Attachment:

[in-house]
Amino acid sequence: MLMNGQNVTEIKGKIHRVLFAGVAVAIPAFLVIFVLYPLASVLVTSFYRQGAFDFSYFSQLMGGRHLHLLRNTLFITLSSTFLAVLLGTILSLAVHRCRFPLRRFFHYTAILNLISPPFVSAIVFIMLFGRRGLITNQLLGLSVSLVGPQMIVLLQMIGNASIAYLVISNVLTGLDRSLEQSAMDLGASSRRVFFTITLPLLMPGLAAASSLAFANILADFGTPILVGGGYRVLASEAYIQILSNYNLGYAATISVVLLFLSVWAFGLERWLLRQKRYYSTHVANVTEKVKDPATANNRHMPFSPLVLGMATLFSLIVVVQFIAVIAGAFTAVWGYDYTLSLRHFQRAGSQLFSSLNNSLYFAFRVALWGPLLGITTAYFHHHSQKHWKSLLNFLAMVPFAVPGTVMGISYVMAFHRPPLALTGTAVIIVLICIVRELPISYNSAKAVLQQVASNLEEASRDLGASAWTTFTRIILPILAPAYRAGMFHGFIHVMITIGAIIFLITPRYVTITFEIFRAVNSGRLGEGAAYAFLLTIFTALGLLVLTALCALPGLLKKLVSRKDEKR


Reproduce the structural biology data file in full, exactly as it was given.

[in-house]
Amino acid sequence: MLMNGQNVTEIKGKIHRVLFAGVAVAIPAFLVIFVLYPLASVLVTSFYRQGAFDFSYFSQLMGGRHLHLLRNTLFITLSSTFLAVLLGTILSLAVHRCRFPLRRFFHYTAILNLISPPFVSAIVFIMLFGRRGLITNQLLGLSVSLVGPQMIVLLQMIGNASIAYLVISNVLTGLDRSLEQSAMDLGASSRRVFFTITLPLLMPGLAAASSLAFANILADFGTPILVGGGYRVLASEAYIQILSNYNLGYAATISVVLLFLSVWAFGLERWLLRQKRYYSTHVANVTEKVKDPATANNRHMPFSPLVLGMATLFSLIVVVQFIAVIAGAFTAVWGYDYTLSLRHFQRAGSQLFSSLNNSLYFAFRVALWGPLLGITTAYFHHHSQKHWKSLLNFLAMVPFAVPGTVMGISYVMAFHRPPLALTGTAVIIVLICIVRELPISYNSAKAVLQQVASNLEEASRDLGASAWTTFTRIILPILAPAYRAGMFHGFIHVMITIGAIIFLITPRYVTITFEIFRAVNSGRLGEGAAYAFLLTIFTALGLLVLTALCALPGLLKKLVSRKDEKR